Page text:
Additional title difficulties caused the parties to postpone the September closing to October 9, and to agree to a third and final closing on November 6, 2008. However, in the fall of 2008, the United States was in the midst of a financial crisis. On October 7, Petrohawk notified Plaintiffs that, in light of “uncertainty in the capital markets,” it would not lease additional acreage. Petrohawk eventually took the position that Plaintiffs had 30 days to clear title on additional acreage after the August 29 closing and, having not done so, Petrohawk had no further obligations under the Agreement. Plaintiffs sued for breach of contract and a jury awarded them $12.4 million in damages, plus $4.2 million in attorneys’ fees and post-judgment interest.
On appeal, Petrohawk argued, among other issues, that the statute of frauds barred recovery under the changed Agreement. As the court noted, “[t]he statute of frauds applies to oil and gas leases and contracts to acquire the same.” Generally, modifications to an agreement subject to the statute of frauds must be in writing, but an oral modification may be enforceable. In particular, the court held that an oral modification to extend time of performance is enforceable if it is made before the written contract expires and if it is not material, i.e., it does not change other contractual rights and duties.
Petrohawk argued that the parties’ agreement to hold the second closing materially changed the Agreement and was, therefore, unenforceable under the statute of frauds. Under Petrohawk’s reasoning, the Agreement contemplated only one closing where Petrohawk could accept the leases or forfeit its $10 million escrow deposit. Having released the escrow deposit in the first closing, Petrohawk argued that it lost its “walk away” option. Multiple closings, Petrohawk argued, deprived Petrohawk of its ability to weigh its “walk away” option against “all” Plaintiffs’ leases. This situation allegedly would have required Petrohawk to “accept whatever leases Plaintiffs presented and subjected Petrohawk to ‘unlimited and indeterminate liability.’”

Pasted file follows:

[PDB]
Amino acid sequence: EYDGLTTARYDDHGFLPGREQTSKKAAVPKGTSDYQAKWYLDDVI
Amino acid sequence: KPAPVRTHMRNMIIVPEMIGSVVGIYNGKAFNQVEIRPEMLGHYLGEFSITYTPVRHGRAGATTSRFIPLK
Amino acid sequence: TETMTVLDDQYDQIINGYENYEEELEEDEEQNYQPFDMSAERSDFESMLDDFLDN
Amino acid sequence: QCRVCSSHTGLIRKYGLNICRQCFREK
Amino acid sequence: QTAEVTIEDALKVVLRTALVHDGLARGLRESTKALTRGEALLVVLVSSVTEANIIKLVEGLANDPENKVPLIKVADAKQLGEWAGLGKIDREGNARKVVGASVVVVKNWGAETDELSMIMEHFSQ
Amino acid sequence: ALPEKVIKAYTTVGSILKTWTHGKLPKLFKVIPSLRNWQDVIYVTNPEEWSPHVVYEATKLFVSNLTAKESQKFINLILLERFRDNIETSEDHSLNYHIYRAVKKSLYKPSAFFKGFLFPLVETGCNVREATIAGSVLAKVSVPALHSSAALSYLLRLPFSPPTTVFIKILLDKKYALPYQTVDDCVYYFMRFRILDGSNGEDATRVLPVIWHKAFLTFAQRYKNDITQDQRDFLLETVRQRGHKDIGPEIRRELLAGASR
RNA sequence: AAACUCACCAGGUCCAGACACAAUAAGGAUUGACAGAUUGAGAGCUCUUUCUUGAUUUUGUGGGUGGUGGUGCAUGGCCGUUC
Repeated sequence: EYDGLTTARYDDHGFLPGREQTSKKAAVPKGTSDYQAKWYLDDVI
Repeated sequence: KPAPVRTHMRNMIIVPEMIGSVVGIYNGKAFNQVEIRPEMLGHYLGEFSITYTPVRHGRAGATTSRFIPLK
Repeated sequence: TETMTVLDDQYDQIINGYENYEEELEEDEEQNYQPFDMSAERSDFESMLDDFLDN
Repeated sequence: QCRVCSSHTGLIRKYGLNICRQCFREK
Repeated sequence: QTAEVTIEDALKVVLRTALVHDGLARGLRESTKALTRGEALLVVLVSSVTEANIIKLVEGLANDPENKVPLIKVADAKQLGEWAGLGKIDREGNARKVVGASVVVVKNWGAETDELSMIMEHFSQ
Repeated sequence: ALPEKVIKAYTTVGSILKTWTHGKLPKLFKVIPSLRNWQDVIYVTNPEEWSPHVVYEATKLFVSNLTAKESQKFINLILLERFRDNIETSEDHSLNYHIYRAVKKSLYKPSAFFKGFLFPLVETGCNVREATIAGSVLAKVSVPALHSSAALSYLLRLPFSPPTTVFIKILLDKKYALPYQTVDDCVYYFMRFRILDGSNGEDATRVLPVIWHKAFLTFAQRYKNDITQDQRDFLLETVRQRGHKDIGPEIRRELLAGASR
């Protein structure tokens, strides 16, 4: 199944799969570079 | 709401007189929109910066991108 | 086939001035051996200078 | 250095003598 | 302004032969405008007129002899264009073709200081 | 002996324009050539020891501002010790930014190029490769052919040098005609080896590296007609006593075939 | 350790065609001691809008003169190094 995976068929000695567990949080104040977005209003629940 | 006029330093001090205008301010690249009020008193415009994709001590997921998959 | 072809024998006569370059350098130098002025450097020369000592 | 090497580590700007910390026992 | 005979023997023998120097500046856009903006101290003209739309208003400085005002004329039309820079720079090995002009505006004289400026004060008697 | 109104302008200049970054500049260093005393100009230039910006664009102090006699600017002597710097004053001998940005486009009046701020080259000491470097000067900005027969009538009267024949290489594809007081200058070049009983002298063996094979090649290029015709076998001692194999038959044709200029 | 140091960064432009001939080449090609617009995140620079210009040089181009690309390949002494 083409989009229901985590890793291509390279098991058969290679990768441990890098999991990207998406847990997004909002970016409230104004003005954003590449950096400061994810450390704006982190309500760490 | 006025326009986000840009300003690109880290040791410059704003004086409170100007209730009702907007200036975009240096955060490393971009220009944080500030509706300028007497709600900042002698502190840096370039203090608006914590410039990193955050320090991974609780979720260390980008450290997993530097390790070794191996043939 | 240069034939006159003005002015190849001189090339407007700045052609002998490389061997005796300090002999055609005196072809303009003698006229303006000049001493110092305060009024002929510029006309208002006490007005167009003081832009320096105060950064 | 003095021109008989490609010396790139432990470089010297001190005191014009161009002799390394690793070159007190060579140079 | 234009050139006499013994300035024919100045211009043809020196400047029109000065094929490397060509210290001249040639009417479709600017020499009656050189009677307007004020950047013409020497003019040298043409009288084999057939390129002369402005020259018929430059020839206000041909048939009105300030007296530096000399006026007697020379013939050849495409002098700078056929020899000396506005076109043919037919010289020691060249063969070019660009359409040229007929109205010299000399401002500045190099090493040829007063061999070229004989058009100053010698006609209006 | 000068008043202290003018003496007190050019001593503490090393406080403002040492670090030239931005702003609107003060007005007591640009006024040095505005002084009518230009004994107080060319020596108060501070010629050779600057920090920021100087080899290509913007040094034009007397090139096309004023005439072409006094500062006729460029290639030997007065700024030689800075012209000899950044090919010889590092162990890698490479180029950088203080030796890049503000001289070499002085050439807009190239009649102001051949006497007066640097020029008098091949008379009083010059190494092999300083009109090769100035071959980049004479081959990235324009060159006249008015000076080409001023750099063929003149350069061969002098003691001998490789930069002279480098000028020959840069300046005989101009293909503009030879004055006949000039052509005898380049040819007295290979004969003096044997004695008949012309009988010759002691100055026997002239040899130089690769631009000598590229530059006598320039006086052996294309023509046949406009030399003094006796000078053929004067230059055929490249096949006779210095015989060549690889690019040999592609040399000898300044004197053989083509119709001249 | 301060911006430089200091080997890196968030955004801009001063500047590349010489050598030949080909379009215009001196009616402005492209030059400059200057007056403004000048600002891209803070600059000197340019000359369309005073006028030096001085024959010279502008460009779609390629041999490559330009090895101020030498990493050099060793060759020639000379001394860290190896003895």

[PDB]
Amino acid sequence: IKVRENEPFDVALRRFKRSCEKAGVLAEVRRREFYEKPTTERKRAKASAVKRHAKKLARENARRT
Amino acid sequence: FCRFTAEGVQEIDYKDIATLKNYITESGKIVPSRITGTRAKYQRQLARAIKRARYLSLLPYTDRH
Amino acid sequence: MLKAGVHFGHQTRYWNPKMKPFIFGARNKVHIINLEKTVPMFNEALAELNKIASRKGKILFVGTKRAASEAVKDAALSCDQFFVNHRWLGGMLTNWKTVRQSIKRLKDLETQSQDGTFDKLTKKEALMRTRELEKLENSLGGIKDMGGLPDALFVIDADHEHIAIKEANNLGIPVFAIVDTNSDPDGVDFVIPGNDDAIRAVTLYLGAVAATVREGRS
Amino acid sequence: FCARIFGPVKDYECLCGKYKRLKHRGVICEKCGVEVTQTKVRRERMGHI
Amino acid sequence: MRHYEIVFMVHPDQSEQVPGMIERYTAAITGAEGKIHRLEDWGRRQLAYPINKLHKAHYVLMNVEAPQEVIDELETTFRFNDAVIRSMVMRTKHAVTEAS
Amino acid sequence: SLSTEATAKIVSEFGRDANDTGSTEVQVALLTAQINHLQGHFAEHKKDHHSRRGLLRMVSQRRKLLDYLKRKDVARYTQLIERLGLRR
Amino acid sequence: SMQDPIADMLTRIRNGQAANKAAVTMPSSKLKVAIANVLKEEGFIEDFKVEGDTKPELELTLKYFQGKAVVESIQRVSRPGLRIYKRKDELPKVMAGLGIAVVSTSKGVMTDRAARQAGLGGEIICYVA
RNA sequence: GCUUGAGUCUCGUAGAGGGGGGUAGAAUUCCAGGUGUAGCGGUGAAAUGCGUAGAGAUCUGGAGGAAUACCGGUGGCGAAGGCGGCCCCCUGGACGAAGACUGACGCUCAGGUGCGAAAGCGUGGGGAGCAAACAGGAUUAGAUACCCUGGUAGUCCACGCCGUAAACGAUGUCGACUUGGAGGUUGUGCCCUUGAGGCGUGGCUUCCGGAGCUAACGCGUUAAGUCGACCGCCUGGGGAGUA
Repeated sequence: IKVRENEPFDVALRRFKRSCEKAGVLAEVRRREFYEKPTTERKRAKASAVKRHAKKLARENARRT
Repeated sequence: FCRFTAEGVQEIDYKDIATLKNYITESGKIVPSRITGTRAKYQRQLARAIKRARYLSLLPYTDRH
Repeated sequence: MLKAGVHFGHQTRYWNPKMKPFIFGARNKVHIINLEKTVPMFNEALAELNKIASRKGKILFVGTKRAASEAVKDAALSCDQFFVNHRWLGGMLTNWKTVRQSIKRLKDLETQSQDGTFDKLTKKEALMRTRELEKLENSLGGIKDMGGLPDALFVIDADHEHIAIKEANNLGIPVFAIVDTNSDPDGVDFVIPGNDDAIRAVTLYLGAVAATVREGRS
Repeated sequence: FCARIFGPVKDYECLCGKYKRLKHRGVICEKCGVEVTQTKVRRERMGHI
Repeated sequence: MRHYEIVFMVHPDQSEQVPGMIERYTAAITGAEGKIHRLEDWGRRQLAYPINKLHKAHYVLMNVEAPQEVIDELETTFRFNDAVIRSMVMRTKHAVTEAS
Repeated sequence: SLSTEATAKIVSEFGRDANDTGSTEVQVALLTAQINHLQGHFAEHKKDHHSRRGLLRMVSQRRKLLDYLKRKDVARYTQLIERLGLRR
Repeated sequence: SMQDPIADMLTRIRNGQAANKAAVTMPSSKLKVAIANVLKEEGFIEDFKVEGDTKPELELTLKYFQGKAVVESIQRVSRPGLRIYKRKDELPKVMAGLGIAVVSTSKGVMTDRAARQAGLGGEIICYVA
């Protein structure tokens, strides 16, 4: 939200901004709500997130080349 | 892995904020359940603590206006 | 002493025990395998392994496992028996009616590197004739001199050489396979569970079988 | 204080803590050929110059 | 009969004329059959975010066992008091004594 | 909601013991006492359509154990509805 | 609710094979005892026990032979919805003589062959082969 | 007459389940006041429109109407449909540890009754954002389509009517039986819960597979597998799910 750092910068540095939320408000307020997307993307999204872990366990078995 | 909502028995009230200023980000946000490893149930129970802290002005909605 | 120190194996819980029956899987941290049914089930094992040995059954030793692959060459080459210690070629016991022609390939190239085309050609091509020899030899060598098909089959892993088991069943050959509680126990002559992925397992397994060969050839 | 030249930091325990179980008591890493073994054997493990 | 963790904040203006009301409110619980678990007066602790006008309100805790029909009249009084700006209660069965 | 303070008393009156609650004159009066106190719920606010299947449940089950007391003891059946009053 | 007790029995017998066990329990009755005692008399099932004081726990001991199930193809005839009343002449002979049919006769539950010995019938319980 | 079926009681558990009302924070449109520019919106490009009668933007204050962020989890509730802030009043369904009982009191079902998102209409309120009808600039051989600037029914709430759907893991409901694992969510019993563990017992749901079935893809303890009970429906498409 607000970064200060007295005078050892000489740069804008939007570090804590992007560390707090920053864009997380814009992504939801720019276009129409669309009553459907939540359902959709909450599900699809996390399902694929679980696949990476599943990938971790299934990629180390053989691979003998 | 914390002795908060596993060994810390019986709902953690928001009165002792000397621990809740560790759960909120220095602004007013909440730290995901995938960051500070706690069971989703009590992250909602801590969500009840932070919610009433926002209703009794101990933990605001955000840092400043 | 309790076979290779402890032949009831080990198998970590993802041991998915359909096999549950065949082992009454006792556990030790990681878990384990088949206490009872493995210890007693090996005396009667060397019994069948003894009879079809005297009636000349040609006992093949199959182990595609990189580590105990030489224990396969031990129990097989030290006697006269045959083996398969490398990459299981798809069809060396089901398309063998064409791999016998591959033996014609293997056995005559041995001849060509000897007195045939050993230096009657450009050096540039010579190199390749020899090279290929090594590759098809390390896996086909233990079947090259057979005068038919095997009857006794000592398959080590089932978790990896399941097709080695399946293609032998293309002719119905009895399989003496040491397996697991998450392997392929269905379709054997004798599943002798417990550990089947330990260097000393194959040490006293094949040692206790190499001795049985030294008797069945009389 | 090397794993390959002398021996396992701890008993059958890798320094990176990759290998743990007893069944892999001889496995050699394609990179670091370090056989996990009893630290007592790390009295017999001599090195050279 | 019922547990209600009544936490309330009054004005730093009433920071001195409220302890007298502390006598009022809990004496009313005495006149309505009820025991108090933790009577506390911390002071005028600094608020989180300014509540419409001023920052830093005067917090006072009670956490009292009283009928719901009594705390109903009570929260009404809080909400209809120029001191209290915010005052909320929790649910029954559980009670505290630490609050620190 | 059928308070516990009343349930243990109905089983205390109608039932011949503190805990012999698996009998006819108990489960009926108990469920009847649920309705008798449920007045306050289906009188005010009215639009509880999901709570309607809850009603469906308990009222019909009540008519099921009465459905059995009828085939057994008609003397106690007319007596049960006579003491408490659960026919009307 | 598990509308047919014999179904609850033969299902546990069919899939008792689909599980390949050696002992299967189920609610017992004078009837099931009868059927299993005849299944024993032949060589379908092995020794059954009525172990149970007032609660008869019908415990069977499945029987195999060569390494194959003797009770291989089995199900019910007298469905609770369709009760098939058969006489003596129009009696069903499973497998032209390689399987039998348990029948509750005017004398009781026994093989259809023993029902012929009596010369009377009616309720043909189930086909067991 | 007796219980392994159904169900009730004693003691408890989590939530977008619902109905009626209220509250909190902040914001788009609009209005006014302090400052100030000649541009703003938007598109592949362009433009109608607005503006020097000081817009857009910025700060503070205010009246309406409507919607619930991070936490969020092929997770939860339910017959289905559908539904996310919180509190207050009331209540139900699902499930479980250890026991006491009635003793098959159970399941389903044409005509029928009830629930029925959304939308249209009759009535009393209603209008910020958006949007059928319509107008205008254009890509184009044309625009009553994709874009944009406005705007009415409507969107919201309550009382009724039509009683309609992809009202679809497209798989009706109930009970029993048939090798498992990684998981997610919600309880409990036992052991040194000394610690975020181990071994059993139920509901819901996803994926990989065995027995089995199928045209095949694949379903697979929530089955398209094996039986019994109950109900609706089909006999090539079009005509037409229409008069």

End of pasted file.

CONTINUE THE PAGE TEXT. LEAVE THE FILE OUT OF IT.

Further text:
As a threshold matter, the Texarkana court held that Petrohawk’s lease obligations were “neither unlimited, nor indeterminate, nor unseen” because Petrohawk performed all the title work for Plaintiffs’ mineral interests and was in a position to choose what it would lease based on the state of the title. Moreover, the court pointed out that Petrohawk’s obligation to lease did not exceed 8,500 acres.
As to the $10 million escrow deposit, the court held that Petrohawk did not lose its walk away option because of the Agreement’s modification, but instead because Petrohawk partially performed its contractual obligations. The court reasoned that Plaintiffs fulfilled their obligation to present mineral acres worth at least $10 million in lease value at the first closing, and Petrohawk chose to proceed with the transaction and apply the $10 million escrow deposit to the purchase price. Under these conditions, the court held that the parties’ decision to proceed with multiple closings did not change their rights and obligations and did not substantially alter the Agreement itself. In conclusion, the court held that the modification was not material, did not need to be in writing, and its enforcement was not barred by the statute of frauds.